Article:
Are You Guilty Of ‘Digital Blackface’?

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Are you guilty of “digital blackface?”

If you are white and an active social media user, you might just be.

Sunday, CNN posted an article warning of the dangers of digital blackface. The act includes, but is not exclusive to, posting a meme or a GIF of a black person while being white.

“If you’re White and you’ve posted a GIF or meme of a Black person to express a strong emotion, you may be guilty of wearing ‘digital blackface,'” writes CNN.

For the record: there is nothing wrong with a black person posting a GIF of a white Karen. Digital whiteface is fine to utilize.

That is at least according to CNN, the “news” network.

The article epitomizes much of what is wrong with the corporate press. As we wrote last summer, imaginary racism emerges when the demand for racism vastly outstrips the supply.

“Digital blackface” is a consequence of said phenomenon.

The CNN op-ed also confirms another recent column at OutKick, one that explores the need to incite racial hatred.

There’s great incentive in racial animosity. So-called news outlets rely on it. Influencers thrive on it.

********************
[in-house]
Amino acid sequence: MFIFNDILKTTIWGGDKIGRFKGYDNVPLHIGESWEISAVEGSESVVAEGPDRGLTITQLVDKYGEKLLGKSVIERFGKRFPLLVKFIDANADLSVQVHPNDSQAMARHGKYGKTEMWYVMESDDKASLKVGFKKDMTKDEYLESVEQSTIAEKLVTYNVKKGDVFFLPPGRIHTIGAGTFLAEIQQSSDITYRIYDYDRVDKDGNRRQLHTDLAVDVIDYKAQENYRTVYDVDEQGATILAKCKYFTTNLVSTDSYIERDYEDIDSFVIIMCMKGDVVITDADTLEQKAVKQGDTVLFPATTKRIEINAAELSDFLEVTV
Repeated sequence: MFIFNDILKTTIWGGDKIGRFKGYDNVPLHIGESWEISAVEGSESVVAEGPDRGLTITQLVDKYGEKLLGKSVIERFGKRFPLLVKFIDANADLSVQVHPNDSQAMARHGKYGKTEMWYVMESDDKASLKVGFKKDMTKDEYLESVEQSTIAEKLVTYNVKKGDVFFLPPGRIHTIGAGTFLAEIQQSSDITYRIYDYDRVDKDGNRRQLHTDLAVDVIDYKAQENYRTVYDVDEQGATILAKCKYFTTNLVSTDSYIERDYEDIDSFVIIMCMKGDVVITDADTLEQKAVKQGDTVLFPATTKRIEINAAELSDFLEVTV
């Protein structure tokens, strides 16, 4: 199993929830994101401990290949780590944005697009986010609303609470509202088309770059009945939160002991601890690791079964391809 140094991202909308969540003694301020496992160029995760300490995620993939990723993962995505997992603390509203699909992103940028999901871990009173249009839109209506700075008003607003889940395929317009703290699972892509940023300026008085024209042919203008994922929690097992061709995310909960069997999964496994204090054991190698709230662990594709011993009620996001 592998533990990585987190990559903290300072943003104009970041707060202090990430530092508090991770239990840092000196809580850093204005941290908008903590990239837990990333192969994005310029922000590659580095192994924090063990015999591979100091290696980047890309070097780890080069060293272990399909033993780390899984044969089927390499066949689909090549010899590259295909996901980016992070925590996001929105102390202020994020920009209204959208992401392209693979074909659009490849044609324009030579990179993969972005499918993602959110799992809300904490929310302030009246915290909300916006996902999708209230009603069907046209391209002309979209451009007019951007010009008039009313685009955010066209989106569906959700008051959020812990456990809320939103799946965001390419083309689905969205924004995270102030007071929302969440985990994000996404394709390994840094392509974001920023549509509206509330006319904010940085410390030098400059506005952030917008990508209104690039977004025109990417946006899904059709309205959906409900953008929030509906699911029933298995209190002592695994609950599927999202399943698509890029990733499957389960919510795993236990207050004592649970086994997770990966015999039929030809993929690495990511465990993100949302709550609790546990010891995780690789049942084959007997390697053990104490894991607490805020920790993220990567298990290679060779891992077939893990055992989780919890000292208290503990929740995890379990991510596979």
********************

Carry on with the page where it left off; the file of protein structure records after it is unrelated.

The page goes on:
Outlets like CNN must keep society inflamed. And it does so by telling minorities, without sufficient proof, that racism plagues their daily lives.

Even on social media by virtue of a GIF.

Hence the article.

The piece also displays the gross hypocrisy of the press. CNN says a white person posting a meme of a black person is “digital blackface.”

A film critic recently warned that white people portraying blue aliens in Avatar 2 is a silent form of “cultural appropriation.” #BlueLivesMatter.

Other outlets call casting a non-obese adult in a fatsuit for the film The Whalefat appropriation.”


And yet these emotional hemophiliacs defend men dressing up like women and calling themselves female. The hell with womanface.

CNN is not a serious outlet. And “digital blackface” is a made-up issue on the basis of a scarcity of actual racism in America.

Written by Bobby Burack

Bobby Burack is a writer for OutKick where he reports and analyzes the latest topics in media, culture, sports, and politics..

Burack has become a prominent voice in media and has been featured on several shows across OutKick and industry related podcasts and radio stations.

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